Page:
Acoustic analysis and mood classification of pain-relieving music

Don Knox, Scott Beveridge, Laura A. Mitchell, Raymond A.R. Macdonald

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Abstract

Listening to preferred music (that which is chosen by the participant) has been shown to be effective in mitigating the effects of pain when compared to silence and a variety of distraction techniques. The wide range of genre, tempo and structure in music chosen by participants in studies utilising experimentally-induced pain has led to the assertion that structure does not play a significant role, rather listening to preferred music renders the music ‘functionally equivalent’ as regards its effect upon pain perception. This study addresses this assumption and performs detailed analysis of a selection of music chosen from three pain studies. Music analysis showed significant correlation between timbral and tonal aspects of music and measurements of pain tolerance and perceived pain intensity. Mood classification was performed using a hierarchical Gaussian Mixture Model, which indicated the majority of the chosen music expressed contentment.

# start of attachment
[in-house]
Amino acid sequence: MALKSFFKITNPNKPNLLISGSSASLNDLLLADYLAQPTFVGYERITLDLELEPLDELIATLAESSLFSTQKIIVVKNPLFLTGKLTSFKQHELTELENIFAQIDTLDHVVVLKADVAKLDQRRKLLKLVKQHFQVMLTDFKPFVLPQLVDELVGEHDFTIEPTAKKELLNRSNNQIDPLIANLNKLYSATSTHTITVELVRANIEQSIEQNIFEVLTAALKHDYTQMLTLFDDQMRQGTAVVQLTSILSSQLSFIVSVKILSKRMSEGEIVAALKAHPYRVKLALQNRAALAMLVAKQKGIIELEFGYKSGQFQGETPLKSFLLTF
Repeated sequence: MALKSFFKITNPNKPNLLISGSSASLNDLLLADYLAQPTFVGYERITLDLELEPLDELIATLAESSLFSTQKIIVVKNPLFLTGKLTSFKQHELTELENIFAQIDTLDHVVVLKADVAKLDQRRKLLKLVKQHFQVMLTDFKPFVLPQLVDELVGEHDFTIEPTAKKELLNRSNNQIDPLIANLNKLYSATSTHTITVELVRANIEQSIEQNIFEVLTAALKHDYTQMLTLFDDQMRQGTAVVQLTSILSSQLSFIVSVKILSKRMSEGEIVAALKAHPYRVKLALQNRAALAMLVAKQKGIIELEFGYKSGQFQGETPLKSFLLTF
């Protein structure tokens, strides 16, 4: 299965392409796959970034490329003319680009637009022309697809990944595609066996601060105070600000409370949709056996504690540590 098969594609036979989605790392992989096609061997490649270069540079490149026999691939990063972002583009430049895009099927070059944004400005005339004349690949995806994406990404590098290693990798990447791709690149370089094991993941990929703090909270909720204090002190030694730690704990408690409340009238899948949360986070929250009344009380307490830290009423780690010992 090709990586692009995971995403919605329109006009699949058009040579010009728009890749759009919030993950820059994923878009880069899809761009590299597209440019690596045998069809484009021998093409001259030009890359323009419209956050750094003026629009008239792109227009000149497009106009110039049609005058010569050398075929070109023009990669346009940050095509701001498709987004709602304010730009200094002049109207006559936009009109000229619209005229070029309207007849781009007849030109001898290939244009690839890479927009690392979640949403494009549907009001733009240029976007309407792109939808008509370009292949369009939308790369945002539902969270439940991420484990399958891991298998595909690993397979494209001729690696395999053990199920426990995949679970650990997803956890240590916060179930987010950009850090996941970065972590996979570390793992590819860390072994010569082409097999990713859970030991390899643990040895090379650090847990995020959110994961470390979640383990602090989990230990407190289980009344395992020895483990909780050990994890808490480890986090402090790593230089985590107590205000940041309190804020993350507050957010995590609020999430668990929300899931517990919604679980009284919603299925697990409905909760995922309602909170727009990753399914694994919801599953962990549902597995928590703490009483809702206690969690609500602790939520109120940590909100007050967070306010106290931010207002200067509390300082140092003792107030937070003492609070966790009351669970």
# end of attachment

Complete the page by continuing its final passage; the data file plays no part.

Original languageEnglish
Pages (from-to)1673-1682
Number of pages10
JournalJournal of the Acoustical Society of America
Volume130
Issue number3
DOIs
Publication statusPublished - Sep 2011

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Keywords

  • music
  • hearing
  • psychology
  • patient treatment
  • cognition

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